2018-2019 Grant in Aid of Research

A Comparison of ISYNA and IMPA1 Gene Expression in Normal vs. Bipolar Cells and the  Effects of DHA and EPA on the Expression of ISYNA and IMPA1 in Normal Cells verses Bipolar Disorder Cells

Christina S. Rosette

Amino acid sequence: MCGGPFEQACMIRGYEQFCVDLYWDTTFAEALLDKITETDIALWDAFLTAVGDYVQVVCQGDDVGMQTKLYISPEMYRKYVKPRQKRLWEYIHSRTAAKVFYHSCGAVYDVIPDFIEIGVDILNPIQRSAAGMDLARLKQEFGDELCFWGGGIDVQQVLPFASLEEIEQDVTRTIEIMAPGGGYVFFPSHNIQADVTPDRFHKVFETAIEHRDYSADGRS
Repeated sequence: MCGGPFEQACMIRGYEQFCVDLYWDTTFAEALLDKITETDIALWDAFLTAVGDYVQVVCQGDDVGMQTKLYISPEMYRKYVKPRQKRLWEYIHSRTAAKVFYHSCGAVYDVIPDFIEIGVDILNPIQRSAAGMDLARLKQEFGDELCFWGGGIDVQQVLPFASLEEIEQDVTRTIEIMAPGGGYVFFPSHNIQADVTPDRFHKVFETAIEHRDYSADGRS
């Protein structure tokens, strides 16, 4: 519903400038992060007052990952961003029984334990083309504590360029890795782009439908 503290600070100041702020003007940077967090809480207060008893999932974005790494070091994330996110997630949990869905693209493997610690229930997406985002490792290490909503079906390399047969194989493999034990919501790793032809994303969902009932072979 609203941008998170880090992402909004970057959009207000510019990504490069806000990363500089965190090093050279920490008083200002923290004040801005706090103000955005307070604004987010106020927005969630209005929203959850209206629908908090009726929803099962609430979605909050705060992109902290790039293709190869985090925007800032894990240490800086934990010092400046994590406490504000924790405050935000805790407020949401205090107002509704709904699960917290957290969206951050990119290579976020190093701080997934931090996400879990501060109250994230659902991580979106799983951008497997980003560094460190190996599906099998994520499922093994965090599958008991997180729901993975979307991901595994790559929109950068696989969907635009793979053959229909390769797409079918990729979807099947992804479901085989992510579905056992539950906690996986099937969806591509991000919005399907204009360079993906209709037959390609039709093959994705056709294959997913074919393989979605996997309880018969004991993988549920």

Bipolar Disorder is a psychiatric disorder characterized by a manic phase and a depressive phase. Current pharmaceutical therapies for Bipolar Disorder, valproate and lithium ions, target the phosphatidylinositol 2nd messenger system and the inositol biosynthetic pathway in brain cells. However, valproate and lithium ions cause unwanted side effects. The omega-3-fatty acids decosahexaenoic acid (DHA) and eicosapentaenoic acid (EPA), have been shown to help reduce symptoms of the depressive phase, with little to no known side effects. It is not well understood how these omega-3 fatty acids reduce depression symptoms. However, studies conducted by {Murray,  #21} indicate that omega-3 fatty acids target proteins within the inositol biosynthetic pathway - including the IMPA1 gene and possibly the ISYNA gene. The aim of this study is to compare expression of the IMPA1 and ISYNA genes and the effects of DHA and EPA on gene expression in cells obtained from normal vs. bipolar patients. IMPA1 and ISYNA, each play important roles in the synthesis of inositol. To determine the effects of omega-3 fatty acids on gene expression in cells obtained from normal vs. bipolar patients, real time quantitative polymerase chain reaction (RT-qPCR) will be used to quantify and compare the mRNA of the IMPA1 and ISYNA genes from cells obtained from normal patients and cells obtained from bipolar patients grown in the presence of DHA and EPA.